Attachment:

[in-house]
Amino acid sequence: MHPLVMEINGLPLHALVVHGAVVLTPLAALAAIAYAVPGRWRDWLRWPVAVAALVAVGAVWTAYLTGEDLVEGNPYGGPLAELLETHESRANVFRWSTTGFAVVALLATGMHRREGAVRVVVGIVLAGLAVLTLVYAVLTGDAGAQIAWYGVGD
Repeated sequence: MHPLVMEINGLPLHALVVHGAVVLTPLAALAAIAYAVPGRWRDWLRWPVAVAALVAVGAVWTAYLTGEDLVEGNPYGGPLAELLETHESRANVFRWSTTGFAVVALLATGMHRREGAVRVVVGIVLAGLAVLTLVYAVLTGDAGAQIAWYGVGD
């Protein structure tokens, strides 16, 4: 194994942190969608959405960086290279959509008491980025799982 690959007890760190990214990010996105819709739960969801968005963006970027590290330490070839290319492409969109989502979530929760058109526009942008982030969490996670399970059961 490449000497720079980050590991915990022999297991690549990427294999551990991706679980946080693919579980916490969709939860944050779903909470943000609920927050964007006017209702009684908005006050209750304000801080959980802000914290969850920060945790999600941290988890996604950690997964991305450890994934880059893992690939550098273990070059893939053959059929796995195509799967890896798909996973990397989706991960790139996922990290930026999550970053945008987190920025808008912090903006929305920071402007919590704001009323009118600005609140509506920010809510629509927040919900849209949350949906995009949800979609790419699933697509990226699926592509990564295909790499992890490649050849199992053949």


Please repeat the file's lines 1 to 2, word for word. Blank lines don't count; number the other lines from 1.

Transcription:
[in-house]
Amino acid sequence: MHPLVMEINGLPLHALVVHGAVVLTPLAALAAIAYAVPGRWRDWLRWPVAVAALVAVGAVWTAYLTGEDLVEGNPYGGPLAELLETHESRANVFRWSTTGFAVVALLATGMHRREGAVRVVVGIVLAGLAVLTLVYAVLTGDAGAQIAWYGVGD